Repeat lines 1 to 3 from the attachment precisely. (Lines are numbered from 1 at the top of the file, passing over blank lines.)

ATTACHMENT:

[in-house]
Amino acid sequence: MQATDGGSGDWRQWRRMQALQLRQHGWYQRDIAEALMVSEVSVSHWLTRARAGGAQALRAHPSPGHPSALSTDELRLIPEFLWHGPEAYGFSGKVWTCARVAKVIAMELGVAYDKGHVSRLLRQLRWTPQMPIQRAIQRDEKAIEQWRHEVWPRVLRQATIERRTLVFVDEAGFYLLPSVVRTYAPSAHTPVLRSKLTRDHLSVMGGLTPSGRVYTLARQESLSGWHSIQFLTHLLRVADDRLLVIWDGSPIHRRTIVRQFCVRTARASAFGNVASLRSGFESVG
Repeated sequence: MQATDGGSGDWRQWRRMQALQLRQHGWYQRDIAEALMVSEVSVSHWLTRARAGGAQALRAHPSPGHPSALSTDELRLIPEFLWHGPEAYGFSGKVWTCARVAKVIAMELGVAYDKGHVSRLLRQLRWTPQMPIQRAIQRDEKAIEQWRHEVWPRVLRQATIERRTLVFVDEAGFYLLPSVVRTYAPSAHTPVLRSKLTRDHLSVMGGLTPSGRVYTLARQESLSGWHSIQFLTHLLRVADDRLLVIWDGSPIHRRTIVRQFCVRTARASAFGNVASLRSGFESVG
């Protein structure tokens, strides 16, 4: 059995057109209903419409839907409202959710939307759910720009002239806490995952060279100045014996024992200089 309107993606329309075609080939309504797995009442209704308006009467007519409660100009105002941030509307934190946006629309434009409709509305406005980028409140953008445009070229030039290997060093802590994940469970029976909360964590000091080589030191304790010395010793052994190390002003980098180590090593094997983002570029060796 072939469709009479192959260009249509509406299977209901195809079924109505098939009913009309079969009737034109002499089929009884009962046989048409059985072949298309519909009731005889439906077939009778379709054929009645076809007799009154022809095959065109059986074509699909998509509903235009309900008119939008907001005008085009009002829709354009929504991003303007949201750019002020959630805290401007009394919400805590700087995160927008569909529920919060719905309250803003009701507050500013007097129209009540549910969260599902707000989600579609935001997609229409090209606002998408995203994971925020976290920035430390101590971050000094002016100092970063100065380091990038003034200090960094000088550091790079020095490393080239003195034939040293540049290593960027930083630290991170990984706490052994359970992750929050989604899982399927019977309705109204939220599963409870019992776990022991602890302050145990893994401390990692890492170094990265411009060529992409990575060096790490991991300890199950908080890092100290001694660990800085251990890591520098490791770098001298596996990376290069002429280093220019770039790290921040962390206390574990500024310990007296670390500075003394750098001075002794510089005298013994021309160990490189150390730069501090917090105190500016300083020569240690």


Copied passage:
[in-house]
Amino acid sequence: MQATDGGSGDWRQWRRMQALQLRQHGWYQRDIAEALMVSEVSVSHWLTRARAGGAQALRAHPSPGHPSALSTDELRLIPEFLWHGPEAYGFSGKVWTCARVAKVIAMELGVAYDKGHVSRLLRQLRWTPQMPIQRAIQRDEKAIEQWRHEVWPRVLRQATIERRTLVFVDEAGFYLLPSVVRTYAPSAHTPVLRSKLTRDHLSVMGGLTPSGRVYTLARQESLSGWHSIQFLTHLLRVADDRLLVIWDGSPIHRRTIVRQFCVRTARASAFGNVASLRSGFESVG
Repeated sequence: MQATDGGSGDWRQWRRMQALQLRQHGWYQRDIAEALMVSEVSVSHWLTRARAGGAQALRAHPSPGHPSALSTDELRLIPEFLWHGPEAYGFSGKVWTCARVAKVIAMELGVAYDKGHVSRLLRQLRWTPQMPIQRAIQRDEKAIEQWRHEVWPRVLRQATIERRTLVFVDEAGFYLLPSVVRTYAPSAHTPVLRSKLTRDHLSVMGGLTPSGRVYTLARQESLSGWHSIQFLTHLLRVADDRLLVIWDGSPIHRRTIVRQFCVRTARASAFGNVASLRSGFESVG